PRINCEVILLE — The note, just few words, was priceless to Ric Cox and the Aloha Angels.
“My class and I are thankful because you care so much about us that you gave us $700. That’s a lot of money! I can’t believe you worked so hard to get $700 and then gave it to us. Thank you!”
That was just one of the many notes received by Aloha Angels since school ended, many of them accompanied by colorful drawings.
“The money our donors give to fund those clubs, and classrooms, is an excellent investment in the future of our keiki and of Kauai,” said Ric Cox, Aloha Angels president.
At the start of the school year, 225 teachers at 12 Kauai public elementary schools and their 5,000 students received $195,000 from Aloha Angels, a donor advised fund at the Hawaii Community Foundation.
Of that, $160,000 was earmarked to reimburse teachers for classroom supplies and field trips.
The remaining $35,000 compensated teachers for mentoring 60 after-school clubs at seven schools. Activities included art, dance, sports, music, reading, crafts and cooking. But the emphasis was on creating closer relationships, Cox said.
Among the most generous donors in 2015-16: the Rotary clubs of Kapaa, Poipu Beach and Hanalei Bay; Hale Uluwehi Charitable Fund; Saltchuk Companies of Hawaii; and Jonathan McRoberts.
Last year, Aloha Angels also awarded grants of $26,000 to the Kauai chapter of Hawaii Society for Technology in Education, for teacher training; $25,000 to Junior Achievement Kauai, for classes in financial literacy; $23,000 to Growing Our Own Teachers on Kauai, to support teacher candidates while they are student teaching; and $10,000 to other projects.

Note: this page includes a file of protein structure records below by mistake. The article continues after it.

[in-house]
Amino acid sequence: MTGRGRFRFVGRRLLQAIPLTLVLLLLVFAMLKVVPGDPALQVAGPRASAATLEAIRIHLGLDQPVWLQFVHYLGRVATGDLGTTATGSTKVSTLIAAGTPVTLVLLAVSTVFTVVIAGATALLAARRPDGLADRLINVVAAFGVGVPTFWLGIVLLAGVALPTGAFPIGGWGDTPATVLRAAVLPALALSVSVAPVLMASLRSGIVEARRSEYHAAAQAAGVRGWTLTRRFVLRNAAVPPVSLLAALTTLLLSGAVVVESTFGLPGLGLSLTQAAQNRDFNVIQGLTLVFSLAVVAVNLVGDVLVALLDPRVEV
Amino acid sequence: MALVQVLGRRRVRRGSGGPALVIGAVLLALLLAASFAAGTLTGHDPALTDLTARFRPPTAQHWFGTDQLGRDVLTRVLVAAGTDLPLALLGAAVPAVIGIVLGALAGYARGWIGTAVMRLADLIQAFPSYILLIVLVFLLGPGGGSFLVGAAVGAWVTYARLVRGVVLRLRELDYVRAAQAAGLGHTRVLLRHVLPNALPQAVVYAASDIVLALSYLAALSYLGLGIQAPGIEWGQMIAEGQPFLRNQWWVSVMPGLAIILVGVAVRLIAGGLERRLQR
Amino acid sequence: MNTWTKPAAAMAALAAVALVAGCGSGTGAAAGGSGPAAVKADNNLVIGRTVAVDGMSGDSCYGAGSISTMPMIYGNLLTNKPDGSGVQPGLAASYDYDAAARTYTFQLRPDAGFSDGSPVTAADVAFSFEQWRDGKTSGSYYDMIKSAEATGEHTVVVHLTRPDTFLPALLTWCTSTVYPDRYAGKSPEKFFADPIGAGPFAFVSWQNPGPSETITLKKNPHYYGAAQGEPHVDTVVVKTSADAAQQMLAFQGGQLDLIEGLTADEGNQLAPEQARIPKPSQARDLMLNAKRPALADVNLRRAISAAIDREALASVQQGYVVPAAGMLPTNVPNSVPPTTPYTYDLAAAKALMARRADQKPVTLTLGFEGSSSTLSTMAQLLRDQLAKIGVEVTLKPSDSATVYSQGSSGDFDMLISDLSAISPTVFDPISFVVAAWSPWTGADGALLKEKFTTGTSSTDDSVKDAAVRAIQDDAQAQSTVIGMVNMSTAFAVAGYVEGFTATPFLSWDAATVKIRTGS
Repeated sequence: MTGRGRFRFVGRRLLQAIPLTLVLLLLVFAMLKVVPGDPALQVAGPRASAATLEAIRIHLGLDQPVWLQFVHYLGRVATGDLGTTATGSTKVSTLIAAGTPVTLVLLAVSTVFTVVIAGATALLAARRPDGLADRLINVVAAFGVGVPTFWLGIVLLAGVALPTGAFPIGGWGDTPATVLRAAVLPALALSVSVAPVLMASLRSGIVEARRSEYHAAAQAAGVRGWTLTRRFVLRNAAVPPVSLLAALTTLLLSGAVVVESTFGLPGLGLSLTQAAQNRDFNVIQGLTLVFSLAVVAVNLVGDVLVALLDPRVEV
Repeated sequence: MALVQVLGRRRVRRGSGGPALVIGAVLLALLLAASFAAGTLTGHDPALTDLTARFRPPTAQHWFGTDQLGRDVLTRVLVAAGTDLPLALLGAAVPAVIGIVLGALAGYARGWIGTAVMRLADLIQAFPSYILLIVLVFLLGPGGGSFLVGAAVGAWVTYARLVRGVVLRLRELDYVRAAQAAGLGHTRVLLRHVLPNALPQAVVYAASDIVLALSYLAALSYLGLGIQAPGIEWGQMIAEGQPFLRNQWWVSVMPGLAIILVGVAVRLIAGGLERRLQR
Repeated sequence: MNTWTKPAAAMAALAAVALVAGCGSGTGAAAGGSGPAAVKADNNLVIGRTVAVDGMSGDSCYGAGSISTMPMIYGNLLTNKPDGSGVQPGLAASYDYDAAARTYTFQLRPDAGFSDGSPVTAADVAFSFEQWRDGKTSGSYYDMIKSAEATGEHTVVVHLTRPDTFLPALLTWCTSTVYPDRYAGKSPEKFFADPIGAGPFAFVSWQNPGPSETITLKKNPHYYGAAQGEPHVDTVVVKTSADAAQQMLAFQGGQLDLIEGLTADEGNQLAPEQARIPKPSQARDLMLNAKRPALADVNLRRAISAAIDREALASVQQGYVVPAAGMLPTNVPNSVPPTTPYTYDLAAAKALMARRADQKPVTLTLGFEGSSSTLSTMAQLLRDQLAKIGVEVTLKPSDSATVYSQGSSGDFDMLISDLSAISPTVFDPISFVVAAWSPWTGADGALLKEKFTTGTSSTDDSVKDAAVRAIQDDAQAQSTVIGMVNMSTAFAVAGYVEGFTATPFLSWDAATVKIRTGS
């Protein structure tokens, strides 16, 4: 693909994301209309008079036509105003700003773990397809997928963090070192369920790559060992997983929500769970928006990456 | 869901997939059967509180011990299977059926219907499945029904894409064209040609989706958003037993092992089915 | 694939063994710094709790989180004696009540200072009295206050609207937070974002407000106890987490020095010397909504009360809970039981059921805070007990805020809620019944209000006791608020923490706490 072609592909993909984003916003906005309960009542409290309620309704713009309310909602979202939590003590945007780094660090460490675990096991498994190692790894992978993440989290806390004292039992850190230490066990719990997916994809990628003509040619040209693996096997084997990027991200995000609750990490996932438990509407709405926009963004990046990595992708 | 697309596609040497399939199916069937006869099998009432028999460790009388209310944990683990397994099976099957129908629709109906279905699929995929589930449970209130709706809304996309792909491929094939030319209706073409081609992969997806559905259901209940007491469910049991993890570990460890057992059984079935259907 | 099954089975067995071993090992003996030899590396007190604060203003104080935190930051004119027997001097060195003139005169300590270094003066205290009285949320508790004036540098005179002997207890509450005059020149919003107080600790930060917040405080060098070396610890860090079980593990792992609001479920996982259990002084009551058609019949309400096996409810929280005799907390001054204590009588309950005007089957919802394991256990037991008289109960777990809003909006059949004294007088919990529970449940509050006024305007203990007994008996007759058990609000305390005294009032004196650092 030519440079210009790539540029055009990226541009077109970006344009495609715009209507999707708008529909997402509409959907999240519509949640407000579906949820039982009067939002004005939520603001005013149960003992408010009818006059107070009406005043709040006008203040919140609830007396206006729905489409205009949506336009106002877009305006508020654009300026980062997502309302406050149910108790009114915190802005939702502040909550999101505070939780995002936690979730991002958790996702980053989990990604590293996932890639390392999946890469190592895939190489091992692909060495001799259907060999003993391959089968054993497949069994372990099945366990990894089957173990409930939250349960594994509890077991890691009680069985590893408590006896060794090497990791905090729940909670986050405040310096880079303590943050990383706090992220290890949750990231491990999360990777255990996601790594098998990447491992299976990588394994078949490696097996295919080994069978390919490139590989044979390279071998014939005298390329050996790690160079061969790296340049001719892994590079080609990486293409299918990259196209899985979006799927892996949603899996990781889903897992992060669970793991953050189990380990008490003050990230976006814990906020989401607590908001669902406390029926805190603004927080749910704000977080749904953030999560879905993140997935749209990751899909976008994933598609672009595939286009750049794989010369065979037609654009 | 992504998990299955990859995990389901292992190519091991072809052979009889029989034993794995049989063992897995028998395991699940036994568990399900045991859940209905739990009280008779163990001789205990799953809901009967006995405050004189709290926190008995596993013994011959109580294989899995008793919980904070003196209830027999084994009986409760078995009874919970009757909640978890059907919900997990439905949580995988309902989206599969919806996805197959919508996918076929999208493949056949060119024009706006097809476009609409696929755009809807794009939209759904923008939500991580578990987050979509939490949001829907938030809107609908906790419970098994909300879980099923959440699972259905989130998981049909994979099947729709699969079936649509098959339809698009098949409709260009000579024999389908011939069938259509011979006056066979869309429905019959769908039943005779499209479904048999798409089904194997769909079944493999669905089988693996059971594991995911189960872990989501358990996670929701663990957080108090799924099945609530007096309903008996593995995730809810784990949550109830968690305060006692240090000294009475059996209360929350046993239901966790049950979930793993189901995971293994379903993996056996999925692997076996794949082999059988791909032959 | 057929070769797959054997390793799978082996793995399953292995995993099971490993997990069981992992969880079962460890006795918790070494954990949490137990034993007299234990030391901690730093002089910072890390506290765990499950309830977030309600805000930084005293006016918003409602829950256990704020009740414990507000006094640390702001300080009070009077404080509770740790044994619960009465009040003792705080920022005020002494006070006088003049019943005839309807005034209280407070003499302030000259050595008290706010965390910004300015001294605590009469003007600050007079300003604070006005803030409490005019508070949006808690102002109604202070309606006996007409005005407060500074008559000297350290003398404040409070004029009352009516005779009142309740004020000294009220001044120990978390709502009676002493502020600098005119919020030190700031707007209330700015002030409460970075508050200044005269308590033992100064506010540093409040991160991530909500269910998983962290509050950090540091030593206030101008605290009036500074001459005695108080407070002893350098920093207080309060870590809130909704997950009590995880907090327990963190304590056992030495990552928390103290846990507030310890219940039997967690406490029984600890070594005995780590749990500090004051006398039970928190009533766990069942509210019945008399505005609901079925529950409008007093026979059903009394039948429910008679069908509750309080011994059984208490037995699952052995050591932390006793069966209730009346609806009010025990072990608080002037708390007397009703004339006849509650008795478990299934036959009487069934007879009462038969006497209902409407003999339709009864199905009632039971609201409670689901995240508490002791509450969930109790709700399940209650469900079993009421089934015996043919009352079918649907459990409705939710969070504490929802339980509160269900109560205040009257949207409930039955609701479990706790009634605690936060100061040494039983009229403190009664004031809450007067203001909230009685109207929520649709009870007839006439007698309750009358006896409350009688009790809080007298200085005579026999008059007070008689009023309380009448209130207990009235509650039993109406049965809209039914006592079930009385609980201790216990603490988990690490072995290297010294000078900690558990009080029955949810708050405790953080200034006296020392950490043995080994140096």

Total distributed to date: $279,000.
“Our fundraising goal for the 2016-17 school year is $500,000,” said Cox, a retiree and a Rotarian. “That’s ambitious, but our inspiration comes from two quotations: ‘Shoot for the moon. Even if you miss it, you will land among the stars.’ And ‘If not us, who? If not now, when?’
“Our best hope of achieving that breathtakingly bold goal is to enlist the support of philanthropic individuals and institutions, on and off Kauai,” he said. “Opening their hearts, and their checkbooks, to nurture Kauai’s keiki is the dream, and the challenge, that gets me going every day.”
Cox said the funds had an impact, and had stacks of letters from students and teachers to prove it. Some of the notes read:
w “I will never forget Aloha Angels.”
w “I felt overwhelmed with happiness from your sweet gesture.”
w “It matters the world to me that our community values education so highly.”
w “It’s nice to feel that we are loved.”
Students showed improvement in and out of the classroom as a result of the help from Aloha Angels.
“The most difficult student made tremendous gains,” wrote one teacher. “Before, he had no self-control, violent outbursts and the self-concept that no one loved him. Now, he is more confident, is in control of his emotions and takes pride in knowing that he has talent and there are people who care about him.”
Cox said they are off to a terrific start with their annual campaign that begins July 1. Gifts and pledges already total more than $125,000. Several donors have renewed their commitments without being asked.
“Our ultimate goal,” said Cox, “is to create an endowment that will allow us to give away one million dollars every year, to form a more perfect Kauai.”